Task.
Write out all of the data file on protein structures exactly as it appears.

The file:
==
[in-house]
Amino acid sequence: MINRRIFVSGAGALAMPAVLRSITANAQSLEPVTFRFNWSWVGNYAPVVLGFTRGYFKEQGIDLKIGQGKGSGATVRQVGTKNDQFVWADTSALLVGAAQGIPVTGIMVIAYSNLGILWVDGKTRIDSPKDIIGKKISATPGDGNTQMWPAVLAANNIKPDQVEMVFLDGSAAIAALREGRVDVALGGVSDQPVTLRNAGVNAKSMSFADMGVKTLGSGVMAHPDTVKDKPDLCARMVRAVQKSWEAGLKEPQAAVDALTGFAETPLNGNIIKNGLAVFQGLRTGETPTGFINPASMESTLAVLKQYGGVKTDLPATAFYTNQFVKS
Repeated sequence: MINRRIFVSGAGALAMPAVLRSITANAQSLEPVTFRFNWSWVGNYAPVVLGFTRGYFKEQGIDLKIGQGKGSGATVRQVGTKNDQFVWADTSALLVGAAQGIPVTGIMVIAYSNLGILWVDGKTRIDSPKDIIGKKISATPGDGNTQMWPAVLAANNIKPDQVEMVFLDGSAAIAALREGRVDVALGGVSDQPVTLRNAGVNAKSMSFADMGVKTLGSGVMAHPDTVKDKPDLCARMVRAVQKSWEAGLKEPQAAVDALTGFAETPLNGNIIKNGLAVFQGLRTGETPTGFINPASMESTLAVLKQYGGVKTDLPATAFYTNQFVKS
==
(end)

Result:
[in-house]
Amino acid sequence: MINRRIFVSGAGALAMPAVLRSITANAQSLEPVTFRFNWSWVGNYAPVVLGFTRGYFKEQGIDLKIGQGKGSGATVRQVGTKNDQFVWADTSALLVGAAQGIPVTGIMVIAYSNLGILWVDGKTRIDSPKDIIGKKISATPGDGNTQMWPAVLAANNIKPDQVEMVFLDGSAAIAALREGRVDVALGGVSDQPVTLRNAGVNAKSMSFADMGVKTLGSGVMAHPDTVKDKPDLCARMVRAVQKSWEAGLKEPQAAVDALTGFAETPLNGNIIKNGLAVFQGLRTGETPTGFINPASMESTLAVLKQYGGVKTDLPATAFYTNQFVKS
Repeated sequence: MINRRIFVSGAGALAMPAVLRSITANAQSLEPVTFRFNWSWVGNYAPVVLGFTRGYFKEQGIDLKIGQGKGSGATVRQVGTKNDQFVWADTSALLVGAAQGIPVTGIMVIAYSNLGILWVDGKTRIDSPKDIIGKKISATPGDGNTQMWPAVLAANNIKPDQVEMVFLDGSAAIAALREGRVDVALGGVSDQPVTLRNAGVNAKSMSFADMGVKTLGSGVMAHPDTVKDKPDLCARMVRAVQKSWEAGLKEPQAAVDALTGFAETPLNGNIIKNGLAVFQGLRTGETPTGFINPASMESTLAVLKQYGGVKTDLPATAFYTNQFVKS